OK, so to respond to the other questions…For subwoofers (and speakers in general as a matter of fact), the specs are only useful for a very basic comparison. They are not anywhere near enough to determine which is the better one, especially as the method of rating a subwoofer’s specs varies from manufacturer to manufacturer. The best way to do it is reviews and listening – I recommend SVS and Velodyne because I have heard both, and they are both excellent. SVS gives a better value, hence my recommendation for their PB13 ultra.You do need a receiver for the system pretty much regardless – in the case of hooking it up to a computer, the cables would go from the computer to the receiver to the TV and speakers. All modern receivers can take HDMI as well, so if your computer supports HDMI out with sound, you could just plug one HDMI cable from your computer to the receiver, one from the receiver to the TV, and the receiver would do the job of stripping the audio off of the signal and sending it to the speakers (along with all of the amplification).Next, for the question about the 802Ds – what do you mean by 3? They aren’t really designed as surrounds, nor are they designed to be a center speaker, so even if you decide to go for this, I would just get one pair of them (for the front left and front right). Bowers and Wilkins makes a center speaker designed to pair with these called the HTM1D. This is sort of like an 802D on its side, so it easily fits below the TV without blocking the image. For surrounds, there are other speakers designed for that purpose, such as the DS8S. However, as I said, I am partial to the high end Bowers and Wilkins. Other people like the sound of other speakers, and that is why it is so important to hear them before buying if possible. Also, don’t shy away from listening to lower end speakers as well. You might be perfectly happy with something like the 703 or 704 that I mentioned above, and if you are, there’s no reason to spend 5 times as much for the 800 series speakers. Also, take your own CD to listen to – that way, you know what it should sound like, and what you like. Listen for a decent amount of time, and listen to as many speakers as you can. This really is the best way to guarantee happiness with your final decision.Oh, and receivers are perfectly happy driving fewer channels than they have. I have a Denon AVR 2808CI (7 channels, 115 watts per channel) driving a 2.1 setup right now (a pair of Bowers and Wilkins 685 mains, with an SVS 16-46 PC-plus subwoofer). At some point, I’m hoping to upgrade to full surround, but for now, this setup is working great. As I said, the brands I’m recommending are ones that I’m using right now, and I love them. Specs alone are not sufficient (although for receivers and amplifiers, specs do a much better job of describing the quality than they do on speakers – there is less variation in sound quality between amps than there is between speakers).Oh, and if you do get to a decent high end store, don’t let them talk you into spending too much on cables. A decent speaker cable should not be a tremendously expensive device, and if they are trying to sell a 0 cable to you, it is not worth the money.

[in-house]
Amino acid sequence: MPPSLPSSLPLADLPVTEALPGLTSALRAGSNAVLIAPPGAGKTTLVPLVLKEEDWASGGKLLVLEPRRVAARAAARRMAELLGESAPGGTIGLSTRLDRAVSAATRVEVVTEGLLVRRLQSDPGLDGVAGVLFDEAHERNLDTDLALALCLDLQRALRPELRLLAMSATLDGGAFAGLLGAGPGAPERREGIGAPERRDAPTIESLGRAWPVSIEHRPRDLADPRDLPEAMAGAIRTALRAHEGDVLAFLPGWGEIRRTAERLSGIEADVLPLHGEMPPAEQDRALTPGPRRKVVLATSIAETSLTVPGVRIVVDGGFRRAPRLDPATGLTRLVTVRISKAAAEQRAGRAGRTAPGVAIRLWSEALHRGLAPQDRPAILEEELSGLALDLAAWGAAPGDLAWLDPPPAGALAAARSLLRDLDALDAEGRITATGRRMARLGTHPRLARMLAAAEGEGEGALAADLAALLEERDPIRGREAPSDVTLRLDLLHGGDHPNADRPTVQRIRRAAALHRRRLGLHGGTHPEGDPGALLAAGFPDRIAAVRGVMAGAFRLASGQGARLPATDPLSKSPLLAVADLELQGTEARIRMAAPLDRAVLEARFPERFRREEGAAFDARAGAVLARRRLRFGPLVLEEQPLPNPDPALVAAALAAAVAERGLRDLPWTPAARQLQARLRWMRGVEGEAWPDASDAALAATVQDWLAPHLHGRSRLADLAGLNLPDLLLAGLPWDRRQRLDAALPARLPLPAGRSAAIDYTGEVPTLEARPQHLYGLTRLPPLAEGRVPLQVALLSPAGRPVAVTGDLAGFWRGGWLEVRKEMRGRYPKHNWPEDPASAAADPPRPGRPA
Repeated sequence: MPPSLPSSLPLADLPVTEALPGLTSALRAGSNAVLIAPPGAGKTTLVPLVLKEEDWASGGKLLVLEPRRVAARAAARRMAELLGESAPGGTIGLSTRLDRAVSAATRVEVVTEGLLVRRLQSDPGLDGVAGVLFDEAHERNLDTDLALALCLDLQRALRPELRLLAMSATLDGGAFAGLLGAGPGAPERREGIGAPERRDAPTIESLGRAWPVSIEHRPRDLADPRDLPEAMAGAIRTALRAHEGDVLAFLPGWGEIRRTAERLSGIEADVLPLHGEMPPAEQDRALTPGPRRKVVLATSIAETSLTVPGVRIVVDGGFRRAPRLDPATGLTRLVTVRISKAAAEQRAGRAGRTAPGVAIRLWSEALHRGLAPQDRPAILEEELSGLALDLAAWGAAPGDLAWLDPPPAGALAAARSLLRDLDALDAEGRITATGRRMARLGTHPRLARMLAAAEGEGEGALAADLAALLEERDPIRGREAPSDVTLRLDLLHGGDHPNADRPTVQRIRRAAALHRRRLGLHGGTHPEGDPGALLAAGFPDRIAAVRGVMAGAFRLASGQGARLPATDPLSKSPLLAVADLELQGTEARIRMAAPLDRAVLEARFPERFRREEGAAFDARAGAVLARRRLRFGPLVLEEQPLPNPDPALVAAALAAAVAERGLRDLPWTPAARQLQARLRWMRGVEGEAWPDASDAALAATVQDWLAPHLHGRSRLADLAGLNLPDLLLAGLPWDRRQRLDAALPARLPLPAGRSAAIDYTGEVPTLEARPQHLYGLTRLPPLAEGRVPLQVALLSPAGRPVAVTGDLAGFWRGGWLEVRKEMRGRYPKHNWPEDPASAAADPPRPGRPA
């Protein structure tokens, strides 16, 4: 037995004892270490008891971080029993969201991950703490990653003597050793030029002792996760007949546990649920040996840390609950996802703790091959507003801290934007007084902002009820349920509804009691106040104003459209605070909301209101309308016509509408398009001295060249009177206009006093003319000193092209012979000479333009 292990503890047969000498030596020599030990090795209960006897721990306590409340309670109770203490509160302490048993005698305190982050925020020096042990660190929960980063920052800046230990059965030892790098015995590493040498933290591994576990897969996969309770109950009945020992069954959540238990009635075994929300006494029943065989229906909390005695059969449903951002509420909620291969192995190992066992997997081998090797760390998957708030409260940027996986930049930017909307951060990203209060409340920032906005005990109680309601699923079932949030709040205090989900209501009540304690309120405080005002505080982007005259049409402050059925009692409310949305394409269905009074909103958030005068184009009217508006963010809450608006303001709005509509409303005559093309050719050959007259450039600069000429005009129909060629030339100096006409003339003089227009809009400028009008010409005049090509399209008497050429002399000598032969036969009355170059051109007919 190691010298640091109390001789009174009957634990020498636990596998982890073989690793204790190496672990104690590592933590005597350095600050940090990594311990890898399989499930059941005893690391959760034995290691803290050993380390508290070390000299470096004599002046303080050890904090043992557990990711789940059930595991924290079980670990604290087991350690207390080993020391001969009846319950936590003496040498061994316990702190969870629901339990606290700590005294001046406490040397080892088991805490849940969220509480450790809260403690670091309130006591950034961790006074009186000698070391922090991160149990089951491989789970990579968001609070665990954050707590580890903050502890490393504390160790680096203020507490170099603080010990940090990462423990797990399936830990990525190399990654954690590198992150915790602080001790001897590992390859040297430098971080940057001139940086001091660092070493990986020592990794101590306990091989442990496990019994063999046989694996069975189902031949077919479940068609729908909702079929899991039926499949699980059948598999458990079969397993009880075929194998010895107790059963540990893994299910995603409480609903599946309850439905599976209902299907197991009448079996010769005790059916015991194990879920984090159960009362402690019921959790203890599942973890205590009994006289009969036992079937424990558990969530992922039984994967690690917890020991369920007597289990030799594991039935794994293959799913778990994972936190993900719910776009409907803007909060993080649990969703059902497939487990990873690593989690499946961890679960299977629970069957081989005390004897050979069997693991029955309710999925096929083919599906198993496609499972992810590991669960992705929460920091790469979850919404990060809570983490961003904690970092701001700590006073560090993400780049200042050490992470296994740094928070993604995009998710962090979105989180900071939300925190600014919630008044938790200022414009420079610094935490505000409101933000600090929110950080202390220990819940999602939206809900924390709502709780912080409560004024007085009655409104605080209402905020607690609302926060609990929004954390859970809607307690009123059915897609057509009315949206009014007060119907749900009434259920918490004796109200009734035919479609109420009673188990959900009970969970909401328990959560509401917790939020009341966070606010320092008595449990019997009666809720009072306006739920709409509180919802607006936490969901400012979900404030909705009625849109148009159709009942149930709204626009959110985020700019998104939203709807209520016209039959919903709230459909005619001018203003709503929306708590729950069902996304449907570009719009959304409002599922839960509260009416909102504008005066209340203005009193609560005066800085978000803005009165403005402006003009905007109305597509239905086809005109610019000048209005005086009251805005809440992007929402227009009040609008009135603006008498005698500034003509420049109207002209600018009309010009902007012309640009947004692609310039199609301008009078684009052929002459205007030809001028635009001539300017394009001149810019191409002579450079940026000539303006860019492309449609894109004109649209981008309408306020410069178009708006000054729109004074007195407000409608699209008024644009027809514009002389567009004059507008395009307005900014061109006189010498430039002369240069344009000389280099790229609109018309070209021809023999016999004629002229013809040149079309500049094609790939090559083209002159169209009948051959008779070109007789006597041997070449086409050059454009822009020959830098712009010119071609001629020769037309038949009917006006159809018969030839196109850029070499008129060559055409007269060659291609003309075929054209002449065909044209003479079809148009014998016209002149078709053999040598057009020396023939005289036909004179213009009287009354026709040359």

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Home Theater System – High-End Audio – Audio – Tom's Guide